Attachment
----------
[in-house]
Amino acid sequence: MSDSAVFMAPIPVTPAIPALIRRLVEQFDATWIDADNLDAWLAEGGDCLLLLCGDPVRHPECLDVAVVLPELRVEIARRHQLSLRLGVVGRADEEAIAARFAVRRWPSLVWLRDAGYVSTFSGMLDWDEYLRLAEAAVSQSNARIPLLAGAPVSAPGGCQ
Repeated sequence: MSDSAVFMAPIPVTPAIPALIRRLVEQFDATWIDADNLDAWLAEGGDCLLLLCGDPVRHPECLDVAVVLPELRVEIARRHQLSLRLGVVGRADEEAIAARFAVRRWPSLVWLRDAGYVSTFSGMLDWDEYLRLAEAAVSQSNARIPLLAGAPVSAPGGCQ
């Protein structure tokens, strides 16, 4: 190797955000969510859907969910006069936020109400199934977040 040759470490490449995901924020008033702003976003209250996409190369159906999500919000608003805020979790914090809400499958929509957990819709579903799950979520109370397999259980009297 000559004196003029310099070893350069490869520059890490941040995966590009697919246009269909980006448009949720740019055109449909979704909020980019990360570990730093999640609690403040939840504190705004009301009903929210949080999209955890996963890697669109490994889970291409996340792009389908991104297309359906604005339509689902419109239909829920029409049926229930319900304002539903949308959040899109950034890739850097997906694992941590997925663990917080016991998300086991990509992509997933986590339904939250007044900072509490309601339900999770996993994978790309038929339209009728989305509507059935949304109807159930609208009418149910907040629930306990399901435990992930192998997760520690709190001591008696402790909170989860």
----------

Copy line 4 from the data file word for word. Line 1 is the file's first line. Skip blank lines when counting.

């Protein structure tokens, strides 16, 4: 190797955000969510859907969910006069936020109400199934977040 040759470490490449995901924020008033702003976003209250996409190369159906999500919000608003805020979790914090809400499958929509957990819709579903799950979520109370397999259980009297 000559004196003029310099070893350069490869520059890490941040995966590009697919246009269909980006448009949720740019055109449909979704909020980019990360570990730093999640609690403040939840504190705004009301009903929210949080999209955890996963890697669109490994889970291409996340792009389908991104297309359906604005339509689902419109239909829920029409049926229930319900304002539903949308959040899109950034890739850097997906694992941590997925663990917080016991998300086991990509992509997933986590339904939250007044900072509490309601339900999770996993994978790309038929339209009728989305509507059935949304109807159930609208009418149910907040629930306990399901435990992930192998997760520690709190001591008696402790909170989860």